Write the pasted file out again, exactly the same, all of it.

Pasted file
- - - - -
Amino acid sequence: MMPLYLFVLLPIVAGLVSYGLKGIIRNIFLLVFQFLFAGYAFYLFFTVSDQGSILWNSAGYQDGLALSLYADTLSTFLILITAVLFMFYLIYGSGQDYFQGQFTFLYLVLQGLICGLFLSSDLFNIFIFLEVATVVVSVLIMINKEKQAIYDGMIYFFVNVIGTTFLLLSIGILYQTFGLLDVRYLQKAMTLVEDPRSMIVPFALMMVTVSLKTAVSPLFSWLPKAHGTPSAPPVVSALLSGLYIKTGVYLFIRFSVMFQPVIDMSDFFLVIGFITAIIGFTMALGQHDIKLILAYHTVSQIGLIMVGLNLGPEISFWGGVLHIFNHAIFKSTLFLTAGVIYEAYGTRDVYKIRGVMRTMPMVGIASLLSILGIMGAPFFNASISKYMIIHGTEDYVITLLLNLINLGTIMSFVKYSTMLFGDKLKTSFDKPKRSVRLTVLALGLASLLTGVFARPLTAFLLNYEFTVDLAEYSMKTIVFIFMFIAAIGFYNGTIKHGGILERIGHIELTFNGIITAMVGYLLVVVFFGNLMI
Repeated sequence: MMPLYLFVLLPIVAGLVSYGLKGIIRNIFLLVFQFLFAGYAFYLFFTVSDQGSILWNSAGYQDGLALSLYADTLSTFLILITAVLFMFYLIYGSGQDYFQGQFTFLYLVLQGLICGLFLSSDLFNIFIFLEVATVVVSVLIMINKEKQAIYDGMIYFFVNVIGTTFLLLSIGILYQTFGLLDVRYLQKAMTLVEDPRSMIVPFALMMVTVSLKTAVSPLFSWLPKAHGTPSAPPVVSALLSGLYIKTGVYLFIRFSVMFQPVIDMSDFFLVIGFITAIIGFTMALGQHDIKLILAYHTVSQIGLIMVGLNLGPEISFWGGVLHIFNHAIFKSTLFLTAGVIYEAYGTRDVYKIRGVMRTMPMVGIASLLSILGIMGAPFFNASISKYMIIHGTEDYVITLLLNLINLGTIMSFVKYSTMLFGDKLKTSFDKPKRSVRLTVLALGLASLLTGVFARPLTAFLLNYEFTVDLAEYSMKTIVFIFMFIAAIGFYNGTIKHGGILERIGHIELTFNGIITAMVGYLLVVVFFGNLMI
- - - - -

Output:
Amino acid sequence: MMPLYLFVLLPIVAGLVSYGLKGIIRNIFLLVFQFLFAGYAFYLFFTVSDQGSILWNSAGYQDGLALSLYADTLSTFLILITAVLFMFYLIYGSGQDYFQGQFTFLYLVLQGLICGLFLSSDLFNIFIFLEVATVVVSVLIMINKEKQAIYDGMIYFFVNVIGTTFLLLSIGILYQTFGLLDVRYLQKAMTLVEDPRSMIVPFALMMVTVSLKTAVSPLFSWLPKAHGTPSAPPVVSALLSGLYIKTGVYLFIRFSVMFQPVIDMSDFFLVIGFITAIIGFTMALGQHDIKLILAYHTVSQIGLIMVGLNLGPEISFWGGVLHIFNHAIFKSTLFLTAGVIYEAYGTRDVYKIRGVMRTMPMVGIASLLSILGIMGAPFFNASISKYMIIHGTEDYVITLLLNLINLGTIMSFVKYSTMLFGDKLKTSFDKPKRSVRLTVLALGLASLLTGVFARPLTAFLLNYEFTVDLAEYSMKTIVFIFMFIAAIGFYNGTIKHGGILERIGHIELTFNGIITAMVGYLLVVVFFGNLMI
Repeated sequence: MMPLYLFVLLPIVAGLVSYGLKGIIRNIFLLVFQFLFAGYAFYLFFTVSDQGSILWNSAGYQDGLALSLYADTLSTFLILITAVLFMFYLIYGSGQDYFQGQFTFLYLVLQGLICGLFLSSDLFNIFIFLEVATVVVSVLIMINKEKQAIYDGMIYFFVNVIGTTFLLLSIGILYQTFGLLDVRYLQKAMTLVEDPRSMIVPFALMMVTVSLKTAVSPLFSWLPKAHGTPSAPPVVSALLSGLYIKTGVYLFIRFSVMFQPVIDMSDFFLVIGFITAIIGFTMALGQHDIKLILAYHTVSQIGLIMVGLNLGPEISFWGGVLHIFNHAIFKSTLFLTAGVIYEAYGTRDVYKIRGVMRTMPMVGIASLLSILGIMGAPFFNASISKYMIIHGTEDYVITLLLNLINLGTIMSFVKYSTMLFGDKLKTSFDKPKRSVRLTVLALGLASLLTGVFARPLTAFLLNYEFTVDLAEYSMKTIVFIFMFIAAIGFYNGTIKHGGILERIGHIELTFNGIITAMVGYLLVVVFFGNLMI